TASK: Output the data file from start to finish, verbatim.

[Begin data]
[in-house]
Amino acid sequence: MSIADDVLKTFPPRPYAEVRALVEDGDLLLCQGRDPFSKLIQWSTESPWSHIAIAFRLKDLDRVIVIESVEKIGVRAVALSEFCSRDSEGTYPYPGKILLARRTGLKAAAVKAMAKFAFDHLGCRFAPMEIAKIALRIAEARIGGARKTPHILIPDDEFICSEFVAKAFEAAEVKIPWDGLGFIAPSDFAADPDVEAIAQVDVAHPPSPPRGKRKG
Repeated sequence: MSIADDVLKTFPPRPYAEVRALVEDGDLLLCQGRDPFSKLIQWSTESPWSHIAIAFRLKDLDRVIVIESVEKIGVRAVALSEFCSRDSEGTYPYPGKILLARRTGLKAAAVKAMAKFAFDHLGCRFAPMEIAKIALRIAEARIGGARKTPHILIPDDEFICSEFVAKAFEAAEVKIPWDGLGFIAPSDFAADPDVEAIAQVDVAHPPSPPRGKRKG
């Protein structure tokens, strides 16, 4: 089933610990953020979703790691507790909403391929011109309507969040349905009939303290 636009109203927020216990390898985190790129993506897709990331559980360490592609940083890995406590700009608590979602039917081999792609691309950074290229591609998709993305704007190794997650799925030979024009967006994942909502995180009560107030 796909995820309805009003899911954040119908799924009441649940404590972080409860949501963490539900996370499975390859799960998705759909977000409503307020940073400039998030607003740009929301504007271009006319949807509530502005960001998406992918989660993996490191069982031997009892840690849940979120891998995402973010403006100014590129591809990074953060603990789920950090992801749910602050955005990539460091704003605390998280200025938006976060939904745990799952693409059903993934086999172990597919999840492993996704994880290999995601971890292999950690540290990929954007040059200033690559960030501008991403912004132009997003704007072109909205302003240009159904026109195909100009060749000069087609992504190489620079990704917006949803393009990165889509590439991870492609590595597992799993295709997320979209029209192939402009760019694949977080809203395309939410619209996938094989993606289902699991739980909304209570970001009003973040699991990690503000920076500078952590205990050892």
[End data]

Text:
[in-house]
Amino acid sequence: MSIADDVLKTFPPRPYAEVRALVEDGDLLLCQGRDPFSKLIQWSTESPWSHIAIAFRLKDLDRVIVIESVEKIGVRAVALSEFCSRDSEGTYPYPGKILLARRTGLKAAAVKAMAKFAFDHLGCRFAPMEIAKIALRIAEARIGGARKTPHILIPDDEFICSEFVAKAFEAAEVKIPWDGLGFIAPSDFAADPDVEAIAQVDVAHPPSPPRGKRKG
Repeated sequence: MSIADDVLKTFPPRPYAEVRALVEDGDLLLCQGRDPFSKLIQWSTESPWSHIAIAFRLKDLDRVIVIESVEKIGVRAVALSEFCSRDSEGTYPYPGKILLARRTGLKAAAVKAMAKFAFDHLGCRFAPMEIAKIALRIAEARIGGARKTPHILIPDDEFICSEFVAKAFEAAEVKIPWDGLGFIAPSDFAADPDVEAIAQVDVAHPPSPPRGKRKG
């Protein structure tokens, strides 16, 4: 089933610990953020979703790691507790909403391929011109309507969040349905009939303290 636009109203927020216990390898985190790129993506897709990331559980360490592609940083890995406590700009608590979602039917081999792609691309950074290229591609998709993305704007190794997650799925030979024009967006994942909502995180009560107030 796909995820309805009003899911954040119908799924009441649940404590972080409860949501963490539900996370499975390859799960998705759909977000409503307020940073400039998030607003740009929301504007271009006319949807509530502005960001998406992918989660993996490191069982031997009892840690849940979120891998995402973010403006100014590129591809990074953060603990789920950090992801749910602050955005990539460091704003605390998280200025938006976060939904745990799952693409059903993934086999172990597919999840492993996704994880290999995601971890292999950690540290990929954007040059200033690559960030501008991403912004132009997003704007072109909205302003240009159904026109195909100009060749000069087609992504190489620079990704917006949803393009990165889509590439991870492609590595597992799993295709997320979209029209192939402009760019694949977080809203395309939410619209996938094989993606289902699991739980909304209570970001009003973040699991990690503000920076500078952590205990050892």